Social Needs For Emus

Adult emus are generally housed in pairs or more. Juveniles may be housed in a group, but often must be separated when they reach seven to eight months of age, as they will often begin fighting at that age.

Handling Emus

When it comes to handling emus, gentler is better. Before you need to handle your resident emus for medical care, start by simply spending time with them so they are more comfortable with you. As they become comfortable with you, they may sit down and let you “pet” them. 

If you do this, then you have an easier time performing a full health exam without any restraint. A “less is more” approach can be taken when you need to move them from one place to another.  Calmly and slowly walk behind them (keeping a safe distance) with your arms outstretched, encouraging them in the direction they need to go.

Of course, emus are individuals with their own preferences and history that can affect their comfort with human interactions. Go slow and try and make interactions non-threatening and positive.

DO NOT crowd and corner them! This can cause unnecessary stress and injury as they may attempt to flee. If you are concerned about a nervous emu, you can also place something over their eyes, like a specially made hood, or even a black sock or glove. It will help calm them down.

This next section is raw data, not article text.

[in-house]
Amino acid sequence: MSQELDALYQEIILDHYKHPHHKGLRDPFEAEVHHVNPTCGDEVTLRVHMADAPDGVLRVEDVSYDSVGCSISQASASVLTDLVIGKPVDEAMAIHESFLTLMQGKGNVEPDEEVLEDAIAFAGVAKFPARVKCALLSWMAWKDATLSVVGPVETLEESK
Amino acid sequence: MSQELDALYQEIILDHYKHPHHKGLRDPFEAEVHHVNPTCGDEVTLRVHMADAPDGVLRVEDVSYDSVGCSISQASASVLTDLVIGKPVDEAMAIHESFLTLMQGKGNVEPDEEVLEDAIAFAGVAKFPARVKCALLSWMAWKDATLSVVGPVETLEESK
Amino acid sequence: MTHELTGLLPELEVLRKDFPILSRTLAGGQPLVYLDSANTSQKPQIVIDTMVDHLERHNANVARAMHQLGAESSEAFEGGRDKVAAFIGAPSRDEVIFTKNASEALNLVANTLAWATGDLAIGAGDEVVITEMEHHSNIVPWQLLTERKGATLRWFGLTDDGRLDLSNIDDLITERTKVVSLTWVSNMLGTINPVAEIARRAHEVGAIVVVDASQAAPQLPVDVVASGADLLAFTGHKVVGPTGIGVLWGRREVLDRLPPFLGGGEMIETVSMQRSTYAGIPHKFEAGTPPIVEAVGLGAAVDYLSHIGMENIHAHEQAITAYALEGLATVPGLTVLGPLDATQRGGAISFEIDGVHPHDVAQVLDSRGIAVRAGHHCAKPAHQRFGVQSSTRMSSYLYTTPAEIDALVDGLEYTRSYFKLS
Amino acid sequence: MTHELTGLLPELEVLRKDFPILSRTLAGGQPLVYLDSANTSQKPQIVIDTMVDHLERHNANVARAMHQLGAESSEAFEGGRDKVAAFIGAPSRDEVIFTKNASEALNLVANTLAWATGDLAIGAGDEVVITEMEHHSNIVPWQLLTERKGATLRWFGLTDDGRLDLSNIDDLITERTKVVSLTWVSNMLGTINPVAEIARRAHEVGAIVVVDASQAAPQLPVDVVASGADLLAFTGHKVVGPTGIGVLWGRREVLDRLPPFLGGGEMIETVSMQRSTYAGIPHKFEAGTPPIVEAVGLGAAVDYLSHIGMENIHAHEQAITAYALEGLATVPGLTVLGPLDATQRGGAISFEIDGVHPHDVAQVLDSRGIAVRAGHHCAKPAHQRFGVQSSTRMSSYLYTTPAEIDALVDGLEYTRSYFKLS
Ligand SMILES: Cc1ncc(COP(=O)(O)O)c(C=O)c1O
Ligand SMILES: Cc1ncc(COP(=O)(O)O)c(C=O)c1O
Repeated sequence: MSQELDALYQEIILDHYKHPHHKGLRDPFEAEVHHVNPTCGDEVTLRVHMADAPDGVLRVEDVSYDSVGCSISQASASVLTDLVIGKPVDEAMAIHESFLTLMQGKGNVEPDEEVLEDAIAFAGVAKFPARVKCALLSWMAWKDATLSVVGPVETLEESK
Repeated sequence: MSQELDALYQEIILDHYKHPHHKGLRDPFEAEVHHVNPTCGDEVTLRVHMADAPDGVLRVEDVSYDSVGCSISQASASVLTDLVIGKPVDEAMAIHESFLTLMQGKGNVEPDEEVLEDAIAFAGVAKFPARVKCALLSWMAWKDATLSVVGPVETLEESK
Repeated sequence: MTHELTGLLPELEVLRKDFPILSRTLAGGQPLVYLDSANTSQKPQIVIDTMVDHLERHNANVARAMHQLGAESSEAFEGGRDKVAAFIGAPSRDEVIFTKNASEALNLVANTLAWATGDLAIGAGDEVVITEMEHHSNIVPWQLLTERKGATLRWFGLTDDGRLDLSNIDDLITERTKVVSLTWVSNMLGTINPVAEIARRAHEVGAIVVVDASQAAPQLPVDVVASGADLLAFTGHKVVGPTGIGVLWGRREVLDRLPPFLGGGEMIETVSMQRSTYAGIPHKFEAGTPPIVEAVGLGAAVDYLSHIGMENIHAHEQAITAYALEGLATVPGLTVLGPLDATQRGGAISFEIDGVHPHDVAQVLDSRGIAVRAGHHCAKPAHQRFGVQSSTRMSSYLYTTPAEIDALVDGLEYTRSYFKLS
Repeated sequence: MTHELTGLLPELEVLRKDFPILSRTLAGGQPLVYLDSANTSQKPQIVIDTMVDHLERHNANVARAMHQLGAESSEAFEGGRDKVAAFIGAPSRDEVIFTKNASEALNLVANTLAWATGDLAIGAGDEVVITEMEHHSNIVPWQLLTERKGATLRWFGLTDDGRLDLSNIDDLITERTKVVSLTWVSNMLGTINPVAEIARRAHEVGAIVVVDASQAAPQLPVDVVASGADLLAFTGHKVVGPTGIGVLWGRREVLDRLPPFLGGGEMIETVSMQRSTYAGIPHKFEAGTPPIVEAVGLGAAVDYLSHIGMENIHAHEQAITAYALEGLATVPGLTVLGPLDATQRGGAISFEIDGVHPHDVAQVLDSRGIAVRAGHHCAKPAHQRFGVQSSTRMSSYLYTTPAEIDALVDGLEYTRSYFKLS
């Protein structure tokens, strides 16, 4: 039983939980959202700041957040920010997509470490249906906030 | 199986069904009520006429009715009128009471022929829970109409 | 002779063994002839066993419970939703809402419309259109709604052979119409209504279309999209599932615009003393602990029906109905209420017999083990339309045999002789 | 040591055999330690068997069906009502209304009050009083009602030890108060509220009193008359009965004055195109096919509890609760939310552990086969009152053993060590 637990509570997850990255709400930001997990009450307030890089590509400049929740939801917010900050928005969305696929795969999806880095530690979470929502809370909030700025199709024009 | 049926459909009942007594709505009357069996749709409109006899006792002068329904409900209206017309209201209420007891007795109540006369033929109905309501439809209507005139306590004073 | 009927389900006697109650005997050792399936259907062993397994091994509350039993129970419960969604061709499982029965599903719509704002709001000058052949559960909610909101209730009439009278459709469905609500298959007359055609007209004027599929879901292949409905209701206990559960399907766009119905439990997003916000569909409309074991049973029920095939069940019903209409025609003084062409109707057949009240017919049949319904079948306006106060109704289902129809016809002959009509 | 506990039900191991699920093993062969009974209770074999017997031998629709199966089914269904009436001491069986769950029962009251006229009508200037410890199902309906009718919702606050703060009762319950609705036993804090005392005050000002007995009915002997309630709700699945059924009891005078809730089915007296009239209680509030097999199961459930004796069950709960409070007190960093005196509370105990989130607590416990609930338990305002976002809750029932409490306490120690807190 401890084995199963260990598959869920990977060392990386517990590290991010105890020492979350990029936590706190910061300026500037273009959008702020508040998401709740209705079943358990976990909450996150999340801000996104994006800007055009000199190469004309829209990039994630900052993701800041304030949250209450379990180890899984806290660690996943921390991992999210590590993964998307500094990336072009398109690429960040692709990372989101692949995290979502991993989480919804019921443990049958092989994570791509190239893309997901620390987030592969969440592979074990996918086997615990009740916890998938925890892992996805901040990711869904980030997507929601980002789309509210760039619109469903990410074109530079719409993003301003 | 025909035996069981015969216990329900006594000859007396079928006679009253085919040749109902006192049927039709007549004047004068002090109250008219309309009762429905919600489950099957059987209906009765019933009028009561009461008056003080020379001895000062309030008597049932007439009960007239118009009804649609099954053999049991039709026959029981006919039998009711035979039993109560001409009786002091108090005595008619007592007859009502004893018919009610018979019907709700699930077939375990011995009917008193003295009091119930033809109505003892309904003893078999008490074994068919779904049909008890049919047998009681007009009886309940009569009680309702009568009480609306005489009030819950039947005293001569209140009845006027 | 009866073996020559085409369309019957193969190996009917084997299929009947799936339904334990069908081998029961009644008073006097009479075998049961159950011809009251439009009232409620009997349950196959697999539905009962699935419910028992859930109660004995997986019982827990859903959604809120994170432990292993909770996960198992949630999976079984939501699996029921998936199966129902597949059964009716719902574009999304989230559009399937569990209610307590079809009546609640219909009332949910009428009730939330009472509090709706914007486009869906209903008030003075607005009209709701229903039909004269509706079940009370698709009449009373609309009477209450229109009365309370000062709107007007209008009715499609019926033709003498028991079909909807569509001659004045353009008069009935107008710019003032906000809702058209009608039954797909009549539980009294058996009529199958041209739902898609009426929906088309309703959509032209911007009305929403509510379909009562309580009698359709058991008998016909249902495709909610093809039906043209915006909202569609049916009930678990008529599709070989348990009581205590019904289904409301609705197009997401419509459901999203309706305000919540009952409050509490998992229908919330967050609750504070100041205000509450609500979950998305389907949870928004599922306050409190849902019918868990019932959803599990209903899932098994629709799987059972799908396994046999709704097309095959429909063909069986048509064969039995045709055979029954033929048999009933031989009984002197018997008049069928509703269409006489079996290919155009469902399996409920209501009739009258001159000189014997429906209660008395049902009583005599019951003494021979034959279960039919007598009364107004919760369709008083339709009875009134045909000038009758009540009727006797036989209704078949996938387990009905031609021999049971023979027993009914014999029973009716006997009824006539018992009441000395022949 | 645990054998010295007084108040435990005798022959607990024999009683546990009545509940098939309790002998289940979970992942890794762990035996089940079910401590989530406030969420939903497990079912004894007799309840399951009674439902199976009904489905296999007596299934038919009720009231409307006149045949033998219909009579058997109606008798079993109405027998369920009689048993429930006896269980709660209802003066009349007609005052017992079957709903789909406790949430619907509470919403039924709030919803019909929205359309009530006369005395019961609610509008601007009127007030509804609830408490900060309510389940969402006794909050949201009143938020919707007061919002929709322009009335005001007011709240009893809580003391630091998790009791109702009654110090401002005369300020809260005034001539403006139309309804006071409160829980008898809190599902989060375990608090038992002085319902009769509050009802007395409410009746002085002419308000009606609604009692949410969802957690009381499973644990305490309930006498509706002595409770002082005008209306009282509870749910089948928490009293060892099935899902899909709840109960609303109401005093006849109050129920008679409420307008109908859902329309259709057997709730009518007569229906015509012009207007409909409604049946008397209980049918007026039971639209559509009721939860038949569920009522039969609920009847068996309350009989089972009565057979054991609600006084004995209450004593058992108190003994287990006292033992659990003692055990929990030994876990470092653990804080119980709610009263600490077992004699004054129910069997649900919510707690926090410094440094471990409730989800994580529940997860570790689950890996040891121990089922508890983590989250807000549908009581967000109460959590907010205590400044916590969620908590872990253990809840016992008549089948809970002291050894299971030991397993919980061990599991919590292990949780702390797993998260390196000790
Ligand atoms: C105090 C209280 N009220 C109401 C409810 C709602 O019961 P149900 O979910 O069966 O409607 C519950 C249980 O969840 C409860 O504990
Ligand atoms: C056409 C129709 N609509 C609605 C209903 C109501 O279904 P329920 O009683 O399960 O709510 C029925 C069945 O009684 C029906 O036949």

While emus are generally not confrontational towards people, they can still injure themselves or a human if they are struggling against restraint or feel cornered or chased. If a resident emu requires restraint, the person restraining them should approach calmly from behind and wrap their arms around the emu, slowly and gently pushing down until they are in a sitting position. 

While this resource doesn’t provide all the answers, hopefully it helps give you an idea about the needs of emus in a sanctuary environment.

Acknowledgements

We’d like to give a special thanks to Kayla Swope and Riki Higgins of Full Circle Farm Sanctuary, and Karen Phillips, DVM, of Hope Haven Farm Sanctuary, for answering some emu-related questions for this resource. Do you have sanctuary experience you’d like to contribute to this or another resource for the benefit of the global sanctuary community? Get in touch with us!

SOURCES:

Understanding the Behavior of Domestic Emus: A Means to Improve Their Management and Welfare—Major Behaviors and Activity Time Budgets of Adult Emus |Journal Of Animals (Non-Compassionate Source)

Management of Ratites | Merck Veterinary Manual (Non-Compassionate Source)

Medical Care For Emus | Exotic Vet Pet (Non-Compassionate Source)

Non-Compassionate Source?

If a source includes the (Non-Compassionate Source) tag, it means that we do not endorse that particular source’s views about animals, even if some of their insights are valuable from a care perspective. See a more detailed explanation here.

Updated on September 16, 2020